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The courage of vulnerability

I think all of us have been guilty of getting hooked on something (or someone). I know, scary!. It's common to hear about someone not getting enough sleep because they stayed up watching some show and could not bring themselves to stop.

Yes, I think we have all been in that situation, with dark circles the next day and a huge cup of coffee to wake up. The same thing is happening to me right now but with videos and audios of Dr. Brené Brown. This last week I've used my commuting time (and every free time I've had) to listening to her interviews and conferences on YouTube, Spotify and her audiobook Daring Greatly.

Dr. Brown is a researcher and storyteller focused on studying courage, shame, empathy and vulnerability.

The main reason why I keep going back to her talks is because I want to understand her message. I want to listen carefully, understand her ideas and really internalize what she wants to convey. Her conclusions from twenty years of research on the topic of social development, emotions and their effects on people's lives are impressive.

If we're going to talk about Brené Brown's findings, we need to first mention the famous T. Roosevelt's quote:

Bacanora, Sonora.

It is not the critic who counts; not the man who points out how the strong man stumbles, or where the doer of deeds could have done them better. The credit belongs to the man who is actually in the arena, whose face is marred by dust and sweat and blood; who strives valiantly; who errs, who comes short again and again, because there is no effort without error and shortcoming; but who does actually strive to do the deeds; who knows great enthusiasms, the great devotions; who spends himself in a worthy cause; who at the best knows in the end the triumph of high achievement, and who at the worst, if he fails, at least fails while daring greatly, so that his place shall never be with those cold and timid souls who neither know victory nor defeat.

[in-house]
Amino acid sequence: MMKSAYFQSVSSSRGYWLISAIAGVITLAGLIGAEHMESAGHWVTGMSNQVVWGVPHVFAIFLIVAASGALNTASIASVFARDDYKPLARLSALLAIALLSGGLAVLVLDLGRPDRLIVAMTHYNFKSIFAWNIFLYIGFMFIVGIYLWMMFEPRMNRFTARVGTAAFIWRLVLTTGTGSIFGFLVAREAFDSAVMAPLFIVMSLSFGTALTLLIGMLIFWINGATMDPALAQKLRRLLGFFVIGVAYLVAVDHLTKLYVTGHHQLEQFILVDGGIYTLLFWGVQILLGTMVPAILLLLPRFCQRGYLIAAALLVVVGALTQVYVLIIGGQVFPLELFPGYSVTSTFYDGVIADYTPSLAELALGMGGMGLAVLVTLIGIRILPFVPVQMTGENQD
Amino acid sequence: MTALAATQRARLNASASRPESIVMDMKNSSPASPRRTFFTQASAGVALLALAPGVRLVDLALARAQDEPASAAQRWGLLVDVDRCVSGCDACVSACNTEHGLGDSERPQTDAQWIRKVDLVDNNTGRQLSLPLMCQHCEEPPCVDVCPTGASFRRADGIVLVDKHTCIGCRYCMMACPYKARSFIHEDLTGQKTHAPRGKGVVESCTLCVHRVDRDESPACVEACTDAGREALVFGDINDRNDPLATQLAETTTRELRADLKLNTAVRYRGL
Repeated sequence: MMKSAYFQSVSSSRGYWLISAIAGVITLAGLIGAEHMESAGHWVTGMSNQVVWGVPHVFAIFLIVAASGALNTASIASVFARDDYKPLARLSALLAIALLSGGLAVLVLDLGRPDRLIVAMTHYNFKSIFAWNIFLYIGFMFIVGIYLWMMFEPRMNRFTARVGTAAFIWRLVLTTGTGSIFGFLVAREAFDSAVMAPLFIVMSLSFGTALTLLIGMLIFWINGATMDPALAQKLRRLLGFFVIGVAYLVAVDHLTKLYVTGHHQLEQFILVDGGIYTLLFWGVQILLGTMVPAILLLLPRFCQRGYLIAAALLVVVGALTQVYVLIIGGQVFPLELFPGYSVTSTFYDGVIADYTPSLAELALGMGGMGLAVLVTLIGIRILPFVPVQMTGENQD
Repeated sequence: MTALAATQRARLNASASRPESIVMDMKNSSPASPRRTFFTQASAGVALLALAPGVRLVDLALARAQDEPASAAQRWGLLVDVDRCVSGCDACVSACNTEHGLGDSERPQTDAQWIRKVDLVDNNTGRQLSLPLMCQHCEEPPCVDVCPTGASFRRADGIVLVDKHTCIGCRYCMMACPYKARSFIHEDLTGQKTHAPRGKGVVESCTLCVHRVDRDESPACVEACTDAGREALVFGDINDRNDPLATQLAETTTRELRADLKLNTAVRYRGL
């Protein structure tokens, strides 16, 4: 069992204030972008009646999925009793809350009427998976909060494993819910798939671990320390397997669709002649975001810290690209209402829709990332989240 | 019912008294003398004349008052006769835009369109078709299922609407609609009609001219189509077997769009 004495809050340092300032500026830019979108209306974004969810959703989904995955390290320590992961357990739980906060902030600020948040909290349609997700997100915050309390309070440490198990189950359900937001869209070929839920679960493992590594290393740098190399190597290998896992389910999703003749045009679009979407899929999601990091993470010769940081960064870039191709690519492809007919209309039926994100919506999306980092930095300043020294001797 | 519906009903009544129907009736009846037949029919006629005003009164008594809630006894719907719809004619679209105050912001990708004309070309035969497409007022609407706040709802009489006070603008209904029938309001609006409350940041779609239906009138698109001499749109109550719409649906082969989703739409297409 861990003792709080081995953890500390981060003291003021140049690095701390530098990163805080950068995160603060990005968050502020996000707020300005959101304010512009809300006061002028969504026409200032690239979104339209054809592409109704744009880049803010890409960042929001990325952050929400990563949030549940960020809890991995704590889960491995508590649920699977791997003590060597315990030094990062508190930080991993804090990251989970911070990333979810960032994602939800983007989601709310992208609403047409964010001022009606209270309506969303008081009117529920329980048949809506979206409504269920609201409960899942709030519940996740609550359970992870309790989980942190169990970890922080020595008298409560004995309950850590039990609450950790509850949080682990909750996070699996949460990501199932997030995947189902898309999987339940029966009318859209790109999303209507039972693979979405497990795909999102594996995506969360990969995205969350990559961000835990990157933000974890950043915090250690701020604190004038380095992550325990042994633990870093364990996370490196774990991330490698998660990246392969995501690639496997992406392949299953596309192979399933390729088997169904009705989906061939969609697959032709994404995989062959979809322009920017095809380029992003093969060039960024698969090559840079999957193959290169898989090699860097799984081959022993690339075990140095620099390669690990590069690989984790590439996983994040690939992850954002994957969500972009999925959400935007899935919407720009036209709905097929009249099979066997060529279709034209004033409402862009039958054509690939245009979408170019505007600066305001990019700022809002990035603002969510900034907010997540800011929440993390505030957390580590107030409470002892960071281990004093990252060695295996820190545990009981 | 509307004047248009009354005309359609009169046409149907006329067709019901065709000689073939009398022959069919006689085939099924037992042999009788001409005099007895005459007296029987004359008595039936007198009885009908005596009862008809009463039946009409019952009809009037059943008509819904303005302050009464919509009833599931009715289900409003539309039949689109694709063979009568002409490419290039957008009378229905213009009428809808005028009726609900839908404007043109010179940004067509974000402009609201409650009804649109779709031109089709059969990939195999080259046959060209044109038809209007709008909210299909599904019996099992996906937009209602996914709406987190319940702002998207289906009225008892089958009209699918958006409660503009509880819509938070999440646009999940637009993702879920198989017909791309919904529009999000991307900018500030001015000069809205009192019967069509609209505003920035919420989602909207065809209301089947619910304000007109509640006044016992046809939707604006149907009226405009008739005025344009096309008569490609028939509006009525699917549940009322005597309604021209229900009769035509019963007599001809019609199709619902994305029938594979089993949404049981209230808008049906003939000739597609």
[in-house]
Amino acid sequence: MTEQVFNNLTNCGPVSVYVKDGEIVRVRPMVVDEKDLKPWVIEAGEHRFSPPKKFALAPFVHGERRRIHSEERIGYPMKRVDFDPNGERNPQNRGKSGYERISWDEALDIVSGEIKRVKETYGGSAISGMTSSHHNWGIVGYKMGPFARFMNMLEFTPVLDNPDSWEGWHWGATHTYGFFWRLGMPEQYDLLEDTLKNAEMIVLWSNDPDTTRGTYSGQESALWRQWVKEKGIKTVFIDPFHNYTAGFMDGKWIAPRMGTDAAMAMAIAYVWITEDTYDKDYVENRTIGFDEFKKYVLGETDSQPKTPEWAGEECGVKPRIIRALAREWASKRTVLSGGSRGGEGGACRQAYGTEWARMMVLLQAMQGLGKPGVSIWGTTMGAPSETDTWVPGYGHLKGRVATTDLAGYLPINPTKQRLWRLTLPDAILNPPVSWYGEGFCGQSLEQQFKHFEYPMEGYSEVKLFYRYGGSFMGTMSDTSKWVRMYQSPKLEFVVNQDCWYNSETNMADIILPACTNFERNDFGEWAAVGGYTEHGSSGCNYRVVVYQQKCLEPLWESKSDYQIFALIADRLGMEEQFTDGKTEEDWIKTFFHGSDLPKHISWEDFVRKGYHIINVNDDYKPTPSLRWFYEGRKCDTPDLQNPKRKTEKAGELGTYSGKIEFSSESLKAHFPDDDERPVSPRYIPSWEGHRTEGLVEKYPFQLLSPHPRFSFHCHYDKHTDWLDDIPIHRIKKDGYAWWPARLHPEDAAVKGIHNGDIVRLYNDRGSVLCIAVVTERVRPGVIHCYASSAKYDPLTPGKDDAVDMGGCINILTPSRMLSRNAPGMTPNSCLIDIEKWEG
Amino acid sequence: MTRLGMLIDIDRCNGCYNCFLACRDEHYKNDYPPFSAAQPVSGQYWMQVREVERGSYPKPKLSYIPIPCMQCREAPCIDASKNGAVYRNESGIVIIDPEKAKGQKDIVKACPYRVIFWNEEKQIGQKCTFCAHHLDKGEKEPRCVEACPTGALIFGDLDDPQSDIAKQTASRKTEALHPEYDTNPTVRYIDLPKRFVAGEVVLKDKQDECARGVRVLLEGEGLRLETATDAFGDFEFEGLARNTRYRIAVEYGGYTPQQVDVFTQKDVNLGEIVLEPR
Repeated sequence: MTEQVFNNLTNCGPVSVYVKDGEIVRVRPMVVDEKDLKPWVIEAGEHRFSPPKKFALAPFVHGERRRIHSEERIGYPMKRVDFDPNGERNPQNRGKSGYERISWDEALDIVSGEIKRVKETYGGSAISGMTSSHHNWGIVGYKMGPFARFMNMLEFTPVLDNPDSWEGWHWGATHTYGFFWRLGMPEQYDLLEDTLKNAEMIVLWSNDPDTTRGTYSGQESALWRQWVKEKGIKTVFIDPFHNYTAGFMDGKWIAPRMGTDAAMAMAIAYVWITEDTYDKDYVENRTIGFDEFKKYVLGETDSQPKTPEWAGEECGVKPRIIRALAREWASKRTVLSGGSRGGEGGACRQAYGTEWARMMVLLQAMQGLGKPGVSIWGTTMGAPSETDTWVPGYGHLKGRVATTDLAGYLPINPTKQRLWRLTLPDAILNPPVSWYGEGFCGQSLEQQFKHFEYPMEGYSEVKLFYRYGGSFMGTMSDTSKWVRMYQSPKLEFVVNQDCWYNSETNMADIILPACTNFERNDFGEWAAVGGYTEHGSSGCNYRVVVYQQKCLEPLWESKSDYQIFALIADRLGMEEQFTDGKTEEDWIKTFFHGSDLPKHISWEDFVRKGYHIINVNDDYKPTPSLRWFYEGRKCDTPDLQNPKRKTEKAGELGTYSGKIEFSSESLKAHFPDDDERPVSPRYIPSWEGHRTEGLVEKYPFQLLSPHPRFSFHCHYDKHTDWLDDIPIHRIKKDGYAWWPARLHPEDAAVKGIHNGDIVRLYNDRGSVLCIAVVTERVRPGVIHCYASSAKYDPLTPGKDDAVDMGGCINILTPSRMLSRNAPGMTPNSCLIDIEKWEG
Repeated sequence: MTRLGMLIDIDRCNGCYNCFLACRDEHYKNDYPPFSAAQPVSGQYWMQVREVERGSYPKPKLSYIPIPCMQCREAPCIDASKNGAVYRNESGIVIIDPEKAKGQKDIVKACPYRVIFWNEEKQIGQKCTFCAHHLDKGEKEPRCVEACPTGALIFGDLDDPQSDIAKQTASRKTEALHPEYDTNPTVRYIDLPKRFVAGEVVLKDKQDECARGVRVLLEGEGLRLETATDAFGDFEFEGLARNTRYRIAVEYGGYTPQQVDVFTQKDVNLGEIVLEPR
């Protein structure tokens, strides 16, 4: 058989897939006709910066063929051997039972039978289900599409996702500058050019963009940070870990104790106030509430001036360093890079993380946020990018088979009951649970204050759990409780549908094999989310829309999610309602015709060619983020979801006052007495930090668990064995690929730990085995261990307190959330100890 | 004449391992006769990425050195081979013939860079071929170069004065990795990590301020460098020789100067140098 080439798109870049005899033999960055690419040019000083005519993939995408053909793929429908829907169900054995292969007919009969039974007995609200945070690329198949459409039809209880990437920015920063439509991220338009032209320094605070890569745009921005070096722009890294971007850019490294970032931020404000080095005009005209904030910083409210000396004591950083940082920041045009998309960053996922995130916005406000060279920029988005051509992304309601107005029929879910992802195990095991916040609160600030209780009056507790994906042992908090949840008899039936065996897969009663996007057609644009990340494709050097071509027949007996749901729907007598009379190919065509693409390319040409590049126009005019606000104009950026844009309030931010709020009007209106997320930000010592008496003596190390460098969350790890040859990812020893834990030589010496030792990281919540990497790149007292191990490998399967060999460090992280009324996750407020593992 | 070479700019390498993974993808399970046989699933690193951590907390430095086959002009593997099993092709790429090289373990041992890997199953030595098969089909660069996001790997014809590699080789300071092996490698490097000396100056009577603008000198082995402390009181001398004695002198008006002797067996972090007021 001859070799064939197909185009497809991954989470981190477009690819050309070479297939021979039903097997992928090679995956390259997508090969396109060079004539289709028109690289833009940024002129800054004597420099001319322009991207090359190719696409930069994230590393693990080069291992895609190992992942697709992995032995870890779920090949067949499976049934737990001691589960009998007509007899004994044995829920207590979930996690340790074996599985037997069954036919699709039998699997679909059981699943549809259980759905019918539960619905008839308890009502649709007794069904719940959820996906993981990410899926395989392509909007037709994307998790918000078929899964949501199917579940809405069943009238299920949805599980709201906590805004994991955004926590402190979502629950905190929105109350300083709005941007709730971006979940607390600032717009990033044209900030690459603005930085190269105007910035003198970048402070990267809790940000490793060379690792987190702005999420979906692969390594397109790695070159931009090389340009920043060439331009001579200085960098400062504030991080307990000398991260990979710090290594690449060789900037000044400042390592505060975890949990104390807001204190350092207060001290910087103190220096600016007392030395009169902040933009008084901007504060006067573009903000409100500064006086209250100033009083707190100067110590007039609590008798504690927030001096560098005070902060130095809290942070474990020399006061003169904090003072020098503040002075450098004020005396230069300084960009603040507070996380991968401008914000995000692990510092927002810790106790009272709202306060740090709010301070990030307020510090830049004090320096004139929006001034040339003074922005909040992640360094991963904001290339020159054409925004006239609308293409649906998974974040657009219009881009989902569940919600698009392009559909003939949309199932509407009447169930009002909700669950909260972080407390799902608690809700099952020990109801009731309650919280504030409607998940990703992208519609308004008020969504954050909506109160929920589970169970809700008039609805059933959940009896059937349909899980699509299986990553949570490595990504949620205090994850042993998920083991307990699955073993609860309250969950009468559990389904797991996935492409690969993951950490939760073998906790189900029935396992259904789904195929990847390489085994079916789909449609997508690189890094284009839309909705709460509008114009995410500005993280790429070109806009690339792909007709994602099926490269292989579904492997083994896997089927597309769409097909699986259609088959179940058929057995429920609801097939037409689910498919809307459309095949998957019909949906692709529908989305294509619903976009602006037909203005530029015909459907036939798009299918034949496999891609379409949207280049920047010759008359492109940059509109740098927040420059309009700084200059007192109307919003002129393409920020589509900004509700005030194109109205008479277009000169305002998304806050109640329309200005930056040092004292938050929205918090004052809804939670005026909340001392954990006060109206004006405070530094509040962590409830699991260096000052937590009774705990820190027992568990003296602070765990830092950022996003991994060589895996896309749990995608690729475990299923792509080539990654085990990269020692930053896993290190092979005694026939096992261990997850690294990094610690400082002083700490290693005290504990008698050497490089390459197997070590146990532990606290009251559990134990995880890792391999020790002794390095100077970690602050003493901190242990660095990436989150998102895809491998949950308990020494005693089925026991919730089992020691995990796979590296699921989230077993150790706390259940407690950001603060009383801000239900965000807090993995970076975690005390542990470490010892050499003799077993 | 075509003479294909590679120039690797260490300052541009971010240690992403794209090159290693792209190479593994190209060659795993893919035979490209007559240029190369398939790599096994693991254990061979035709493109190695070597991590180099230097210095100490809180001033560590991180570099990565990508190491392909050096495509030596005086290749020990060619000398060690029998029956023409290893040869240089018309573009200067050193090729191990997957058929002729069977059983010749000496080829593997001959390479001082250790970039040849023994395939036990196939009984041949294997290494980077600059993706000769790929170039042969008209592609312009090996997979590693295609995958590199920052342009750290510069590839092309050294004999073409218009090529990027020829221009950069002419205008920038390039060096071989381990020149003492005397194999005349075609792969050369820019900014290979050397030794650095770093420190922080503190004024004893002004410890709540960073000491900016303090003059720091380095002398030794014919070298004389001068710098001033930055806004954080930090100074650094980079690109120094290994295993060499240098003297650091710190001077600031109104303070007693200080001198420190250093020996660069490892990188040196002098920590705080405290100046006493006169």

All of us, at some point in our lives, have felt and will feel the terror of going into the arena. We will feel what is like to go after that we've always wanted. That thing that makes us fearful and/or makes us step outside our comfort zone.

Dr. Brown's research has revealed that when a person is about to step into the arena, the first voice we hear is shame. That voice that whispers "You're Not Enough". After that, if we are able to quiet that voice in our head, we go into the arena and the first critic we see when we look up is ourselves.

Shame tells us two messages:

1. You are not enough.

2. Who do you think you are?.

For a woman, shame comes from the feeling that we "have to": Do it all, do it perfectly and never let them see you sweat. It is defined from a whole set of unattainable expectations imposed by today's society.

For a man, shame comes from his "mandate" to: Do ​​not let them see you as weak.

So what can we do to prevent those internal whispers from limiting us in the moments when we want to try something and enter the arena?

Bacanora, Sonora.

The key is empathy. Become aware that in order to return to who we really are, vulnerability is the way. How can we do it?

1. Let your guard down.

Stop protecting yourself from the possibility of getting hurt since our capacity for wholeheartedness can never be greater than our willingness to be brokenheartedness. Each of us will be loved and will love as deeply as we are willing to be brokenhearted. That is, if you don't allow people to see you, to really see who you are. For example, your partner, co-worker or family member; how will they "see" your essence? Letting them see you opens the possibility of being brokenhearted; but that courage is worth more than any momentary suffering we may feel.

2. Embrace vulnerability.

Vulnerability is the ultimate expression of courage. It is uncertainty, risk and emotional exposure. It is the willingness to show up and be seen without guarantees of the results.

Paradoxically, vulnerability is the first thing we want to see in people but the last thing I want to see in myself.

3. Live wholeheartedly.

In order to be one of those lucky people who lives their lives with all their hearts, we must allow ourselves to believe that we are worthy of a life with love and a sense of belonging. Believe it. Have the courage to be imperfect. Have compassion for yourself, your mistakes and the lessons you learn. Let go of the idea of ​​the person you think you should be and be the person you truly are. Recognize that what makes you vulnerable is precisely what makes you beautiful.

If you want your life to be full of magical moments of true happiness, pride for trying what it feels impossible and for the lessons of failure, take three deep breaths and allow yourself to reflect on what I've mentioned.

I'd like to end this conversation with a quote from Oprah's book "The path made clear":

Fear is real. We have all experienced it. And it can be a powerful roadblock. The true meaning of courage is to be afraid - and then, with your knees knocking and your heart racing, take the leap anyway.

Something extra:

Here's one of Brené's most powerful videos, her first TEDx conference on the power of vulnerability:

Another great one is her talk on the importance of listening to shame:

Thank you Dr. Brown, for your courage to share your message with the world.

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